TRAVERSE CITY, MICH. - Ford Motor Co. says it's getting tougher with suppliers, revoking its Q1 designation for specific plants that fall short of Q1 component quality standards. Ultimately, that could mean the loss of any future business with Ford, and if the problems are not corrected, the loss of existing business, said Ed Hagenlocker, president of Ford Automotive Operations.
Ford began revoking Q1 status about a month ago, he said.
We've never done that before,'' Hagenlocker said. ``But we have to get tougher on quality issues because our customers are getting tougher on quality issues. They demand more, and so must we.''
Chief executives of Ford suppliers agree with the move and support Ford's tougher stand on quality, Hagenlocker said Aug. 7 at the University of Michigan Management Briefing Seminars in Traverse City.
To date, Ford has revoked Q1 status from 44 supplier facilities. Hagenlocker refused to say how many supplier companies that represents or identify any of the specific quality problems found at the 44 plants.
The Q1 designation is given to a supplier facility, rather than the supplier itself. Those facilities losing Q1 status all were outside suppliers, but the same quality review is under way in Ford's in-house component factories, he said.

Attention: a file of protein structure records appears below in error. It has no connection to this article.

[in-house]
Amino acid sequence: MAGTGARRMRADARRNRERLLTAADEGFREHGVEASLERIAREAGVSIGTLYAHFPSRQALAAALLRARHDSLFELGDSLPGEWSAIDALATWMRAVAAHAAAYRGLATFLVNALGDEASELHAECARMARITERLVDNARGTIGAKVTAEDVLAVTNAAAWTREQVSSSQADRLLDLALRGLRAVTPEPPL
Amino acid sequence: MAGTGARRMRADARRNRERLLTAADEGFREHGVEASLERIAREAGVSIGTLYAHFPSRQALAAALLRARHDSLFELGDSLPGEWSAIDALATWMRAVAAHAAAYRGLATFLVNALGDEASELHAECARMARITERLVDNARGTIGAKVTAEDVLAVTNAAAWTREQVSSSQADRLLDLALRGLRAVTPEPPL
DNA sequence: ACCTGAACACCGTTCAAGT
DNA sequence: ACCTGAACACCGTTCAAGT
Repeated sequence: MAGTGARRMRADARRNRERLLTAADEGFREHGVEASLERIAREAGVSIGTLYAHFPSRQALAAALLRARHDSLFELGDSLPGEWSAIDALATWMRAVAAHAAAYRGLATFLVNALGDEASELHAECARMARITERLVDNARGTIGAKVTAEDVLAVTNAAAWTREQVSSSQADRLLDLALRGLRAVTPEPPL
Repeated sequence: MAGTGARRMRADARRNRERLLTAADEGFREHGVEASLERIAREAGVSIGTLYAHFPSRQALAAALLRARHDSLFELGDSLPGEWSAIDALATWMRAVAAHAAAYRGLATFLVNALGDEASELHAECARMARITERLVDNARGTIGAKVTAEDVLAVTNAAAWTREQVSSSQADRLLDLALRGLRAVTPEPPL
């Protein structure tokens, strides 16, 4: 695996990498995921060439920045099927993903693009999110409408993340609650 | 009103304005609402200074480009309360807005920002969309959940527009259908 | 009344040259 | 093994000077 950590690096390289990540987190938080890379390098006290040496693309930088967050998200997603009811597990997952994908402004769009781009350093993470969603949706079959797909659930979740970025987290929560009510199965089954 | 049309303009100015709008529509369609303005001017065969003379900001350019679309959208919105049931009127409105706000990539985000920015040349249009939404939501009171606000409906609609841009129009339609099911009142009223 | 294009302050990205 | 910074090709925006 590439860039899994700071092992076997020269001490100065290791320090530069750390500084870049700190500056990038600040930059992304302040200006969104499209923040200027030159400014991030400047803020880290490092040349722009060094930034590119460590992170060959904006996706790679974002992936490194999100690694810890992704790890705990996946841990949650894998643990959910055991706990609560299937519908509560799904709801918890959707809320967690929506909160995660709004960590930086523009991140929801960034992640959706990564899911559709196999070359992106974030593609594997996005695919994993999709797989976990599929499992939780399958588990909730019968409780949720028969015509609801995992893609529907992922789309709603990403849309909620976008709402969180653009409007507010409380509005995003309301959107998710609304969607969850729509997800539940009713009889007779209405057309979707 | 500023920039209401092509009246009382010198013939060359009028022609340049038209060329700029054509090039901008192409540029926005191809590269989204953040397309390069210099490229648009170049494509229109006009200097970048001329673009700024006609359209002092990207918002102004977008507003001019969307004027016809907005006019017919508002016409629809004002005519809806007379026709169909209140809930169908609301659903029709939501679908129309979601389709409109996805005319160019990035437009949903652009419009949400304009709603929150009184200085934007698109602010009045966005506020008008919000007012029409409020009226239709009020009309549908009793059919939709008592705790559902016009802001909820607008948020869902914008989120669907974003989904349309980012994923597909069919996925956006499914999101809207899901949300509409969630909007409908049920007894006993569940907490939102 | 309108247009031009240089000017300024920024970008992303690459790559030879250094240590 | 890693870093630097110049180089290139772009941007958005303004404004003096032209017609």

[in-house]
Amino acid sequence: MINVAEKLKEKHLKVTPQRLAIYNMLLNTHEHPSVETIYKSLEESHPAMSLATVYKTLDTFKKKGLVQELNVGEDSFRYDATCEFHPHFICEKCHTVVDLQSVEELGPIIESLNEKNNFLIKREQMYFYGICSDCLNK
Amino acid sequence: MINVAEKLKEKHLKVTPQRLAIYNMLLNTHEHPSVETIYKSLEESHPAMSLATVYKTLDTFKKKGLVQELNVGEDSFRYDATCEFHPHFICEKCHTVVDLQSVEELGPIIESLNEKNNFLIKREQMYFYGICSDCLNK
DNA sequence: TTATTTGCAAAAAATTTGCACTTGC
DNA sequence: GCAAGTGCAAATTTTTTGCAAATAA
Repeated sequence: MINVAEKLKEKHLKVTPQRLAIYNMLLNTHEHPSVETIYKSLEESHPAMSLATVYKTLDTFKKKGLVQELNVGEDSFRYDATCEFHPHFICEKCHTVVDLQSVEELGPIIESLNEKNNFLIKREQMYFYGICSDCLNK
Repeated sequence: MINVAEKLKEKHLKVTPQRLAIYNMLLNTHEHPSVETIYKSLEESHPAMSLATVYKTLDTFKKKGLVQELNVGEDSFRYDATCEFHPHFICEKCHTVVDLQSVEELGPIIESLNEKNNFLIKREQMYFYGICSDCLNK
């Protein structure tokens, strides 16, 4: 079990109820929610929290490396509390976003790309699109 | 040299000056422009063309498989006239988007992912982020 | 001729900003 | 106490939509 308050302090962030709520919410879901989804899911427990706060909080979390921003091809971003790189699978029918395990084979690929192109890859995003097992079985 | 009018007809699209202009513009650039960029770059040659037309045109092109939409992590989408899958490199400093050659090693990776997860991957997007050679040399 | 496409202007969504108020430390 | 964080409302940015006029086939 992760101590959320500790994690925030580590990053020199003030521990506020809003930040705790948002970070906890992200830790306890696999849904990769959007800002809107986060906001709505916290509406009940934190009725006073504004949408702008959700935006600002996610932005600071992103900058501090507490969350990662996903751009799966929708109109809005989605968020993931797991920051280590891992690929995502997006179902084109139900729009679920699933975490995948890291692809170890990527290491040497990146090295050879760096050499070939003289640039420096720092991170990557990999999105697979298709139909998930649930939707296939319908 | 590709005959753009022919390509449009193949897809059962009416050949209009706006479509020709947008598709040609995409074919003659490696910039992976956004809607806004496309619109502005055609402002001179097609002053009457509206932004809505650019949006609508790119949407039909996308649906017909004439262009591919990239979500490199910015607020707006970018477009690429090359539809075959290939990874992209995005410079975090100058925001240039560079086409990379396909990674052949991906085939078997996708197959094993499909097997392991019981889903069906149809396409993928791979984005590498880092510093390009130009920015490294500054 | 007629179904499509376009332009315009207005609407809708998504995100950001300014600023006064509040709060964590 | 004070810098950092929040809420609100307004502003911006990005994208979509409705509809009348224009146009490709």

Worldwide, Ford has 2,300 Tier 1 suppliers with roughly 10,000 facilities.
Ford's Q1 program, launched about 15 years ago, requires each plant - whether in-house or outside supplier - to achieve stringent quality standards for parts or systems made for the automaker. About 90 percent of Ford's suppliers have been able to achieve the Q1 designation.
The review process of all supplier production facilities will continue for six months to a year, Hagenlocker said. Ford began the review after realizing its Q1 designation was losing credibility, he said. Those suppliers who have facilities that lose their Q1 designation must correct the problems and then requalify for the Q1 designation, he said.